Coercion Is the Culprit

The Central Falls School District negotiated a deal with the local union to hire back the previously fired teachers. Secretary Duncan and President Obama praised this district when the firings occurred, but how will they discuss the rehirings?

Here is the crux of the deal:

The teachers’ union and administration last week agreed to a deal that requires teachers to work a longer day and tutor students…Karen Feldman of the youth advocacy group Young Voices said she hopes the episode has sparked a renewed commitment to students.

To me, this is frightening. These teachers had their jobs taken from them as a means of forcing them into teaching a longer day without proper compensation. I don’t care if it’s 10 minutes, 20 minutes, or an hour. Where does it stop? At what point does violating one’s principles or contract go too far?

To say that this is “a renewed commitment to students” demeans the commitment the district’s teachers already made to the students. They work in one of the poorest, most downtrodden regions of the state, and then their commitment is essentially questioned?!

It’s a false argument much like the fallacious claims that higher pay for teachers will result in teachers working more hours. When you’re maxed out, more pay doesn’t create relief.

This form of coercion is a dangerous development in the field of education. We need to remain vigilant.

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5 thoughts on “Coercion Is the Culprit

  1. aphillieteacher

    I couldn’t agree more. Here in Philadelphia the district designated 14 schools as needing an overhaul. 6 will become “Promise Academies” under the direct supervision of our superintendent; the rest have been given over to outside agencies to become charter schools.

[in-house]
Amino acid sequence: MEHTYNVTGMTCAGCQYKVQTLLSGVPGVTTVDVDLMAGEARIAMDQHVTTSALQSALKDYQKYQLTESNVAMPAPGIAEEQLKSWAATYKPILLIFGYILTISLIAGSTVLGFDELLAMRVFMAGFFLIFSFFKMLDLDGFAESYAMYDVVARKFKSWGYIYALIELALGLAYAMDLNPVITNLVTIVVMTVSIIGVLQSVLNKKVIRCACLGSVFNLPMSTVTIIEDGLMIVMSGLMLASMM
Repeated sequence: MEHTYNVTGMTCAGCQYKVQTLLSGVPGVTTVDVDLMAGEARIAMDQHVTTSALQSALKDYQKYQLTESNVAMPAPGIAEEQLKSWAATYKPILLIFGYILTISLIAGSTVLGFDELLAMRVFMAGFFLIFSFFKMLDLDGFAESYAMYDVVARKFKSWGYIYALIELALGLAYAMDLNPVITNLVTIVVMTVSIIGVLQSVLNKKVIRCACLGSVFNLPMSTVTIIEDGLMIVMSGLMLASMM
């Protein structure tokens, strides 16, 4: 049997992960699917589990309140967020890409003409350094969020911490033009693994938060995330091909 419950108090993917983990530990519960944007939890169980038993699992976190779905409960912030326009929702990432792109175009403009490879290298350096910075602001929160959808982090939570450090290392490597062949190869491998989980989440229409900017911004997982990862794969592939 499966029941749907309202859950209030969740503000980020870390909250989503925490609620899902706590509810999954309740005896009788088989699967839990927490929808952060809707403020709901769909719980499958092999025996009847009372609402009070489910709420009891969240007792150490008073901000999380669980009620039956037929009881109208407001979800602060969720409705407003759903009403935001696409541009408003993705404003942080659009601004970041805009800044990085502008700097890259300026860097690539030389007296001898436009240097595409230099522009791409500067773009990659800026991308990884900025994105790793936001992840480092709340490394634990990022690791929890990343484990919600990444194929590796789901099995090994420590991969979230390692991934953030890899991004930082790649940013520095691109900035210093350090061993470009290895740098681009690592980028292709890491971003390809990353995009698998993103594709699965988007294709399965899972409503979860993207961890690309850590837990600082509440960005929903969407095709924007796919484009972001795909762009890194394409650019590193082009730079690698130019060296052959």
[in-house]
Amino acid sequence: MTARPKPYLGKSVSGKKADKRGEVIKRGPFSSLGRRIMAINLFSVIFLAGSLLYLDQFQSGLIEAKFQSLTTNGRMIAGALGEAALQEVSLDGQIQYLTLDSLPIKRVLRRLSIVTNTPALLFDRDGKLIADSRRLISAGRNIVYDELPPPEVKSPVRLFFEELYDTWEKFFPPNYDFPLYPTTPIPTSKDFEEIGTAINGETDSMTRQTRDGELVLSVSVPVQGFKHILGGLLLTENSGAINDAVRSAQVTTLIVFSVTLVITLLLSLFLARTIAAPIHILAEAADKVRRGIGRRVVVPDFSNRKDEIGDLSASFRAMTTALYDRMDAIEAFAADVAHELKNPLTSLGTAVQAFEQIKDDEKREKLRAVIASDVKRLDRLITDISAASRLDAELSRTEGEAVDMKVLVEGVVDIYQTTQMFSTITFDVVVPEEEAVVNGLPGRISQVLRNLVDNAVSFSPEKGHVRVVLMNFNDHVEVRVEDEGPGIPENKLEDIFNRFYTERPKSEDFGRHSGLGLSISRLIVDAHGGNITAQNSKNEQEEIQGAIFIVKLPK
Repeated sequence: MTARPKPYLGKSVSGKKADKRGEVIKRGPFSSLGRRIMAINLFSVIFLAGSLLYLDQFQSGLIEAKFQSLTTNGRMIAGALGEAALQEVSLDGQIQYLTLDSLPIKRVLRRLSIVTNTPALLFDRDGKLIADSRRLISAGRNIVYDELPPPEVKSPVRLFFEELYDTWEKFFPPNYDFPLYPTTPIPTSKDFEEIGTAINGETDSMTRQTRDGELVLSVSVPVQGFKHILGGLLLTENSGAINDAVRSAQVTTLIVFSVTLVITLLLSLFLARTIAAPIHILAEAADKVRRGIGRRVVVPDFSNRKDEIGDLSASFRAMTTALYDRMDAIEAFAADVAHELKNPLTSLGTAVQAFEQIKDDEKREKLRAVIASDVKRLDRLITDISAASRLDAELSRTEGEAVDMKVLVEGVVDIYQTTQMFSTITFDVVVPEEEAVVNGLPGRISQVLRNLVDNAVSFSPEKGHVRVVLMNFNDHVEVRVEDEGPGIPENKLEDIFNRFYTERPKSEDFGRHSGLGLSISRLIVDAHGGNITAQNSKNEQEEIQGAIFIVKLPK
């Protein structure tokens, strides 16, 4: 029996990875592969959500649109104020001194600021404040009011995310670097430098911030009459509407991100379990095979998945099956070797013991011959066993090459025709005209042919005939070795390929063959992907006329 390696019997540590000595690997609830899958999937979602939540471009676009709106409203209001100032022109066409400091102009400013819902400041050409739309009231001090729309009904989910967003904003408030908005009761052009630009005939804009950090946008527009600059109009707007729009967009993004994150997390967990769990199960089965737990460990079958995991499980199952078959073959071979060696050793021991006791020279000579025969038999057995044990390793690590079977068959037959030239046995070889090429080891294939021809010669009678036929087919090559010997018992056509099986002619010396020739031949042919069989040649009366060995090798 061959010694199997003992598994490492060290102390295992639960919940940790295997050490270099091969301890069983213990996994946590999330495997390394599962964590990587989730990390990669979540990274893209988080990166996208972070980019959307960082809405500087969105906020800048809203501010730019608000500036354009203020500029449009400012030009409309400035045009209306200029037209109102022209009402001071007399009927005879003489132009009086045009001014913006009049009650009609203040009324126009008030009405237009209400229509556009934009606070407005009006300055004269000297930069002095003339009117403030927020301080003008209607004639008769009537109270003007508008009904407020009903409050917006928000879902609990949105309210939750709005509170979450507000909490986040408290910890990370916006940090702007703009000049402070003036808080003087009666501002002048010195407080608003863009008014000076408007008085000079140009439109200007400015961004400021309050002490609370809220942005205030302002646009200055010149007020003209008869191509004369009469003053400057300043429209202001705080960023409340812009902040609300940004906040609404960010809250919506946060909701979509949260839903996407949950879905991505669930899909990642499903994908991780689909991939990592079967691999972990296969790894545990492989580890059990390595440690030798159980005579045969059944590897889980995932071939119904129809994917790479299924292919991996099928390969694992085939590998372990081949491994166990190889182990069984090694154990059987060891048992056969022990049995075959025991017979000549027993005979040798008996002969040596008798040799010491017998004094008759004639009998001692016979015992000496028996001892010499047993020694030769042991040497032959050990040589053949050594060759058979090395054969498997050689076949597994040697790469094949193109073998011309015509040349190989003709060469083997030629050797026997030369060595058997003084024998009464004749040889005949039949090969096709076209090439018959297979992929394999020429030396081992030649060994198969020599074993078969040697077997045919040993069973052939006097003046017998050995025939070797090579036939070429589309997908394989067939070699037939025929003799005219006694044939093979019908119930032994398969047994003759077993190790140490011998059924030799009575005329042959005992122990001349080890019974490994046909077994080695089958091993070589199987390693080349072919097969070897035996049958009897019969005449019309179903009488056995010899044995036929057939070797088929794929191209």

Essentially the teachers “selected” to teach in the Promise Academies face the same situation as the teachers in Central Falls: work days that could go 2 hours longer plus the requirement to work 2 Saturdays a month. Yes more money, but at what point do people just burn out and go away? At what point do teachers throw their hands in the air and say “I give up.”

    Of course – at the 8 new charter school, unions will be forbidden.

    Reply
  2. Flo

    Sounds like things are bad for teachers all over. Here in Hawaii we had “furlough Fridays” this year in order to cut the budget. We ended up with the least number of instructional days in the country. At one point they wanted teachers to work one day a month for free in order to stop the furlough Fridays!! When the teachers wouldn’t agree people got up in arms. What other ‘profession’ would you ask to work for free?? It is insane. Our view of the teaching profession in this country is really screwed up.

    Reply
  3. Pingback: Education as a Business? « The Doc Is In

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